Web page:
PEI Votes·Analysis

Inside the P.E.I. campaign with Kerry Campbell

A reality check on job numbers, the five narrowest victories of 2011, and gender balance amongst the candidates.

Part of my pitch for my own election coverage this year was to do some regular blog postings, sharing some observations from each of the campaigns, fact-checking some claims and promises, and just trying to provide voters with a broader understanding of the parties, their platforms and some of the issues.

And if I see something strange or amusing, I'll be sure to share that too. 

Week one, which ended with the Capital Markets Technologies $25-million lawsuit against the government, kind of got away from me.

So, let's start with week two.

Reality check: job numbers

In week two of the campaign, the Liberals have decided to focus on job creation.

In the speech he gave on the night of the election call, Wade MacLauchlan told the crowd P.E.I. needs to do a better job talking up its successes. And he spoke about job numbers.

He said P.E.I. has added nearly 7,000 jobs in the past decade, 80 per cent of those full-time.

"That's a remarkable achievement," he said. "Well above the performance of our neighbouring provinces."

From 2005 to 2014, P.E.I. added 7,400 new jobs, including 6,500 full-time jobs and 900 part-time jobs. The average growth rate over that period was 1 per cent per year. Nationally, average growth was 1.1 per cent over the same period.

Now, that decade encompasses years under both Progressive Conservative and Liberal leadership on P.E.I.

Let's take a look at how jobs changed under similar time frames, with different administrations.

From 2000-2007, under Pat Binns, overall job growth was 8.9 per cent, averaging 1.3 per cent growth per year.

Under Robert Ghiz from 2007-2014, overall growth was 8.2 per cent, averaging 1.2 per cent per year.

However, the regional context of the Ghiz years is dramatically different.

While from 2000 to 2007, Nova Scotia and New Brunswick enjoyed robust job growth similar to P.E.I., from 2007 to 2014 Nova Scotia saw virtually no job growth, while in New Brunswick the number of jobs fell by one per cent.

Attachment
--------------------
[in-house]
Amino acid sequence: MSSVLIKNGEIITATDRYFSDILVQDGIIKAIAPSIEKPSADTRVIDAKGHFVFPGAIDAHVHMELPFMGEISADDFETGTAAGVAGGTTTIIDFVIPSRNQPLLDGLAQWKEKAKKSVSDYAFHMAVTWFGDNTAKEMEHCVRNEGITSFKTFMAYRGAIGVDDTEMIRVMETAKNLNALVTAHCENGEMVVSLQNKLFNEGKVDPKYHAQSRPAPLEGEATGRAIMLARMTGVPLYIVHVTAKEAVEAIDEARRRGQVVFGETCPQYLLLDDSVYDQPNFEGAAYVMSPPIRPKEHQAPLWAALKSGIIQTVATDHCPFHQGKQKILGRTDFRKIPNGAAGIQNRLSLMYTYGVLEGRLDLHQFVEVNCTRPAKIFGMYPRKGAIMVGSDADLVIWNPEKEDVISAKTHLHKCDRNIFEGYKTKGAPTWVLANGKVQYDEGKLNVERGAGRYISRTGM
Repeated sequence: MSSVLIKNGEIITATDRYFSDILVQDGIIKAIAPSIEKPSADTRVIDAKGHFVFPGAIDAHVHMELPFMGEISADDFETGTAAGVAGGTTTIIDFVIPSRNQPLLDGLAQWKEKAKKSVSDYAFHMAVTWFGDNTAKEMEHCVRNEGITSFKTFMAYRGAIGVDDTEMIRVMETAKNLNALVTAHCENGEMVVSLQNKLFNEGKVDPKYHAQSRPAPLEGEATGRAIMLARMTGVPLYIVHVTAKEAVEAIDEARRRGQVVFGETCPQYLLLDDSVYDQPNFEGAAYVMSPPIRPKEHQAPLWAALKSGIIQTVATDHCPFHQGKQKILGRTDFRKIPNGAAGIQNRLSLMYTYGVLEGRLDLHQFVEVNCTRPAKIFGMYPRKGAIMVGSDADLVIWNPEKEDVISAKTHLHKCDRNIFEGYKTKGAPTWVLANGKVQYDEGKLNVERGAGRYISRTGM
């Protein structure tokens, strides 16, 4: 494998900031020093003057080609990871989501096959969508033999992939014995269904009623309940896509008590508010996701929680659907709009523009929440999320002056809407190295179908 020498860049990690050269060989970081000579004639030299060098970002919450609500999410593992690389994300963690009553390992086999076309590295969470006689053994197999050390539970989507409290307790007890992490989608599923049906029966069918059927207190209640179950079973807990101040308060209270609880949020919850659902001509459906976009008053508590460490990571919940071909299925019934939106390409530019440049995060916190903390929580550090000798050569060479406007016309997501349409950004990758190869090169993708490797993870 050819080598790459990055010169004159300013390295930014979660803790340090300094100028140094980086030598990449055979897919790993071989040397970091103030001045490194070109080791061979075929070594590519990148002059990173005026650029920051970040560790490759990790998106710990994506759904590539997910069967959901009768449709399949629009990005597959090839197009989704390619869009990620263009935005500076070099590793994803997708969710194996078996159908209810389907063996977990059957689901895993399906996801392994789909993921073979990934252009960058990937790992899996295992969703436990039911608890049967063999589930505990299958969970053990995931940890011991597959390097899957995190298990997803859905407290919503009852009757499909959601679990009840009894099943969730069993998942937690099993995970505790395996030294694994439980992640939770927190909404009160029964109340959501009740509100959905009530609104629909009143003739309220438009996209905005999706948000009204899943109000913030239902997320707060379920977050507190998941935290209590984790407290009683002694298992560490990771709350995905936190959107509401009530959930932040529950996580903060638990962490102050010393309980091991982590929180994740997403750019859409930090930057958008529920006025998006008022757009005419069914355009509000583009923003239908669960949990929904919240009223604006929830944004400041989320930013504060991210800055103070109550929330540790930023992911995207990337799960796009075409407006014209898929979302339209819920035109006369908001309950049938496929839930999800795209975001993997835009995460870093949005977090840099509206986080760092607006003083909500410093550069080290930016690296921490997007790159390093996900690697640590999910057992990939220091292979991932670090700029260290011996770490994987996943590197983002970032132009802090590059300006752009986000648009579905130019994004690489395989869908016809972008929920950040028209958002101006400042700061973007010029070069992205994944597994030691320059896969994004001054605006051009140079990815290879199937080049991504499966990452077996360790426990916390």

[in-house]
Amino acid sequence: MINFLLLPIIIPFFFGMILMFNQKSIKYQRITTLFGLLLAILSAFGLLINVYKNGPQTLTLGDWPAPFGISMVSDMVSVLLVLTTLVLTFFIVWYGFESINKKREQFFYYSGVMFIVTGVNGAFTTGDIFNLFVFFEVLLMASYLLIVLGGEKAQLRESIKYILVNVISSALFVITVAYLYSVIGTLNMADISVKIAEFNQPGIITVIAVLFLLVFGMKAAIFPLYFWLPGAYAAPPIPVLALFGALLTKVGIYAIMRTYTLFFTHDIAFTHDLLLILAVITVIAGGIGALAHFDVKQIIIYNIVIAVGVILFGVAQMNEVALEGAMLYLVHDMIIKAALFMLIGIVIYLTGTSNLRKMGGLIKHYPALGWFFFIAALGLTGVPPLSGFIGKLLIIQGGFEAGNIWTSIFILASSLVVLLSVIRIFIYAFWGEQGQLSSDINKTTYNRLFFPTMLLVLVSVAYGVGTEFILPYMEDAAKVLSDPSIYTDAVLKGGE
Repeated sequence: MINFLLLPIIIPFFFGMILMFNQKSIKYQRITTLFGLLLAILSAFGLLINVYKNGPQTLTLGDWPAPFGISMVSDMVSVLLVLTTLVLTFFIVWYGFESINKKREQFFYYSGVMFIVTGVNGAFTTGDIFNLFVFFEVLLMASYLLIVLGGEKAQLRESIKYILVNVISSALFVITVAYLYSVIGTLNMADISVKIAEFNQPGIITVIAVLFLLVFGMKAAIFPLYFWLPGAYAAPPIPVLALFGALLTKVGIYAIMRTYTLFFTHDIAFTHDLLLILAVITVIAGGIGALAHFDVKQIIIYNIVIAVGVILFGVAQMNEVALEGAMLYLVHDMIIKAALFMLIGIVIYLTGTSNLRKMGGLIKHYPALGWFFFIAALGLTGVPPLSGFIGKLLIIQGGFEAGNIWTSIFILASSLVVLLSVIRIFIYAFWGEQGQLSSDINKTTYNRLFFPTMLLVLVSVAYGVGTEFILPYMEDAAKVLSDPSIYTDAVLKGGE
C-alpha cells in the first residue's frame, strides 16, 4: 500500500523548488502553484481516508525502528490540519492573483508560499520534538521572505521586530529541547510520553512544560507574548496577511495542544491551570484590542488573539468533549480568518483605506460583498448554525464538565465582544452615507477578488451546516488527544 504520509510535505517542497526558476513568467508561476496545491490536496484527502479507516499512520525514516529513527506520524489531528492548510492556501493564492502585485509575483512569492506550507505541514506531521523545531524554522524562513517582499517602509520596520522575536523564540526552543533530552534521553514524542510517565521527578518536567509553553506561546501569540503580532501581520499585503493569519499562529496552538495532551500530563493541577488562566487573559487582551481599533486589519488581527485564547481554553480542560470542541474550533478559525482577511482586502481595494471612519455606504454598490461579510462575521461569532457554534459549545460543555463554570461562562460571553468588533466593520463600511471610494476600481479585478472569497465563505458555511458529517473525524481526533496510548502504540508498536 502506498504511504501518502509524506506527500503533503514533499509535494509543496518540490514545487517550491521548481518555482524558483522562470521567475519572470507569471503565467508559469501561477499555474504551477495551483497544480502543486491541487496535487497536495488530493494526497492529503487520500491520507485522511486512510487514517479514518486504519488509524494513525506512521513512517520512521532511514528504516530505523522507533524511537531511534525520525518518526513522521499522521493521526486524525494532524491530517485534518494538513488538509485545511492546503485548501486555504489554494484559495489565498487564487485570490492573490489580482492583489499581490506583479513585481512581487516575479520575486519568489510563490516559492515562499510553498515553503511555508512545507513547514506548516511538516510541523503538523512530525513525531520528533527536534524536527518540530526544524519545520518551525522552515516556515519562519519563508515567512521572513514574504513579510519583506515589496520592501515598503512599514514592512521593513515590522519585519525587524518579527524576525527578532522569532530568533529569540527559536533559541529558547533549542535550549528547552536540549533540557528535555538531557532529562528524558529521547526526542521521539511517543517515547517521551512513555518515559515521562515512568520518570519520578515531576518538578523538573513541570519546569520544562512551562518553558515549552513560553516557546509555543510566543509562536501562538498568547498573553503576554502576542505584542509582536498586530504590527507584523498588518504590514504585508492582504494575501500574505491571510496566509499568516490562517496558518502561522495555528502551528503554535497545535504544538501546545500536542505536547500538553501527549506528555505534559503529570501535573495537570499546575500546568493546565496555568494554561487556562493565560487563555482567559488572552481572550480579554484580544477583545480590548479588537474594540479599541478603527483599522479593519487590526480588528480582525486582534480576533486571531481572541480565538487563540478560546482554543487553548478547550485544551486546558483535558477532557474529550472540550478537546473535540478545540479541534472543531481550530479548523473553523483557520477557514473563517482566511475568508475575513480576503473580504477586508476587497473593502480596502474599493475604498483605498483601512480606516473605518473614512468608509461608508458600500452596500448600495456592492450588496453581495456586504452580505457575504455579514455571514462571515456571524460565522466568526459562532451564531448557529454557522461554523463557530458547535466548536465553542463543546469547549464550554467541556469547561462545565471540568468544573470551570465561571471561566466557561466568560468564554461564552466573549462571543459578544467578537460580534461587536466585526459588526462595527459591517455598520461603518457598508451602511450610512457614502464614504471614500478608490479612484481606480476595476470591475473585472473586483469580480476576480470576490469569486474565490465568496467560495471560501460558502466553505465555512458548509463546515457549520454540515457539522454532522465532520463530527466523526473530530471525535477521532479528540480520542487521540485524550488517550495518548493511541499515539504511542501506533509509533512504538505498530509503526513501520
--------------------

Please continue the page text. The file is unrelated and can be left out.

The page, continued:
Job growth under the Ghiz years was more tumultuous. During the recession in 2009 the number of jobs actually fell. Then In 2010 and 2011, growth was well above the national average. Then a fall again in 2014 (the drop in 2014 was only 0.1 per cent).

P.E.I.'s superior job production numbers didn't help workers gain much ground in the area of wages, however.

From 2007 to 2014, average weekly earnings rose an average of 2.8 per cent a year. That's greater than the national average increase of 2.6 per cent, but at $774 per week in 2014, Islanders' average earnings were still the lowest in the country.

Five narrowest 2011 victories

We've come up with our list of what we think the six tightest races are likely to be in 2015 (you can find it here). Those six were whittled down from a much longer list.

So to refresh my memory on which races were squeakers last time, I ran through all the margins of victory. Here are the smallest:

  • District 4 Belfast Murray River, Charlie McGeoghegan (Lib) over Darlene Compton (PC) eight votes.
  • District 1 Souris-Elmira Colin Lavie (PC) over Allan Campbell (Lib) 30 votes.
  • District 27 Tignish-Palmer Road Hal Perry (PC) over Neil LeClair (Lib) 33 votes.
  • District 15 West Royalty-Springvale Bush Dumville (Lib) over Gary Bowness (PC) 63 votes.
  • District 19 Borden-Kinkora George Webster (Lib) over Jamie Fox (PC) 122 votes.

District 4 features a rematch of McGeoghegan and Compton this year. Challenger Jamie Fox in District 19 is running again with no incumbent in that race. He faces Ramona Roberts for the Liberals, Joseph Larkin for the NDP and Ranald MacFarlane for the Greens.

In District 27 Hal Perry, who crossed the floor since the last election, defeated Neil LeClair to win the Liberal nomination. So he's trying to hold onto the riding, but under a different party banner than he ran under in 2011. The PC candidate this time around is Joseph Profit. John A'Hearn is running for the NDP.

Number of female candidates

Here's what a clip from Rob Lantz looked like for Compass viewers on day one of the campaign:

Here's what a clip from Rob Lantz looks like on day seven of the campaign:

In the first case, candidates all filed into the room and took their places as the event was underway.

I can't say for certain, but I didn't see them lining up any spots for them to stand ahead of time.

In the second photo, candidates were carefully instructed beforehand where they should stand during the announcement.

With 5 women running and 22 men, the PCs have the lowest proportion of female candidates in this election so far. Overall the proportion of female candidates last election was 31 per cent, that was a record high. This year the number is 26 per cent to date. There are still a few days for the Greens and NDP to announce more candidates, or for independents to declare. 

And if you're wondering about the gender breakdown among candidates for each party so far:

Party # Candidates Women Men % Women
Green Party 15 5 10 33%
NDP 24 7 17 29%
Liberals 27 7 20 26%
PCs 27 5 22 19%
TOTAL 93 24 69 26%

The nomination deadline is this Friday at 2:00 pm.

I'm sure we'll talk more about the gender disparity among candidates in the coming days.


  • This story previously said Shawn Driscoll ran in District 15 in 2011. It was Gary Bowness.
    Apr 15, 2015 7:40 AM AT


Kerry Campbell

Provincial Affairs Reporter

Kerry Campbell is the provincial affairs reporter for CBC P.E.I., covering politics and the provincial legislature.


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